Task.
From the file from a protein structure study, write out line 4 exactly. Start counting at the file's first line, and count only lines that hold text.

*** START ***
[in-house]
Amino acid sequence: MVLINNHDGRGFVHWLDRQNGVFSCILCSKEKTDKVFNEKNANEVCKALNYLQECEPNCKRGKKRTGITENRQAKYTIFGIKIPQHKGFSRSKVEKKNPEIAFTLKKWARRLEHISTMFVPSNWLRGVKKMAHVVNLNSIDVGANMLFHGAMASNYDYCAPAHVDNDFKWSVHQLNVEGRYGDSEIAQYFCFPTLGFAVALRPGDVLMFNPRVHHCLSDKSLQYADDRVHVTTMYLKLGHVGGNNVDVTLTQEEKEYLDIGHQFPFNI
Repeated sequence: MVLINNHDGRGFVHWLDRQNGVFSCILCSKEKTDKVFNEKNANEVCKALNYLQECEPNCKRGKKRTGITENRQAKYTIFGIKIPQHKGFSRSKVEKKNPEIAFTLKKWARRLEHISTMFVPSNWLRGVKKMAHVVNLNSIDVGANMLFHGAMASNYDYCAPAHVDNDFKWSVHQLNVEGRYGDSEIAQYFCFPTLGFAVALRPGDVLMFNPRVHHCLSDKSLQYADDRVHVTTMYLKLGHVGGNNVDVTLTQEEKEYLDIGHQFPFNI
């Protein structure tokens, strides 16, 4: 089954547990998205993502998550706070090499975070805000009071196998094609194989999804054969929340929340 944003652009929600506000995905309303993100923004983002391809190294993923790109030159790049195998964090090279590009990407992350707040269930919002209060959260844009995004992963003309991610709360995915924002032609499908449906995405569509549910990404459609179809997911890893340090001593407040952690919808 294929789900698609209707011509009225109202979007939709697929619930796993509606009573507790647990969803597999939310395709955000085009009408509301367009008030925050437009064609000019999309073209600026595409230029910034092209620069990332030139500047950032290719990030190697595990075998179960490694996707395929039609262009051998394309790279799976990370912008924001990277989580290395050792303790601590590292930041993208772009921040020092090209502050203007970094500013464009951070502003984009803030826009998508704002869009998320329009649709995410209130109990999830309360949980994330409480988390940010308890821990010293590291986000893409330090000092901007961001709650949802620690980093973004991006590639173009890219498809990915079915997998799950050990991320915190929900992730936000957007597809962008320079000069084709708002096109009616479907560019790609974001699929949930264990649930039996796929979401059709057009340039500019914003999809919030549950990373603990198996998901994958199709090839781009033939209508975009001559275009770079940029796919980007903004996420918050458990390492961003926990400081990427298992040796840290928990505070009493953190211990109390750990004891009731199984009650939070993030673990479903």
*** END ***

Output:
């Protein structure tokens, strides 16, 4: 089954547990998205993502998550706070090499975070805000009071196998094609194989999804054969929340929340 944003652009929600506000995905309303993100923004983002391809190294993923790109030159790049195998964090090279590009990407992350707040269930919002209060959260844009995004992963003309991610709360995915924002032609499908449906995405569509549910990404459609179809997911890893340090001593407040952690919808 294929789900698609209707011509009225109202979007939709697929619930796993509606009573507790647990969803597999939310395709955000085009009408509301367009008030925050437009064609000019999309073209600026595409230029910034092209620069990332030139500047950032290719990030190697595990075998179960490694996707395929039609262009051998394309790279799976990370912008924001990277989580290395050792303790601590590292930041993208772009921040020092090209502050203007970094500013464009951070502003984009803030826009998508704002869009998320329009649709995410209130109990999830309360949980994330409480988390940010308890821990010293590291986000893409330090000092901007961001709650949802620690980093973004991006590639173009890219498809990915079915997998799950050990991320915190929900992730936000957007597809962008320079000069084709708002096109009616479907560019790609974001699929949930264990649930039996796929979401059709057009340039500019914003999809919030549950990373603990198996998901994958199709090839781009033939209508975009001559275009770079940029796919980007903004996420918050458990390492961003926990400081990427298992040796840290928990505070009493953190211990109390750990004891009731199984009650939070993030673990479903």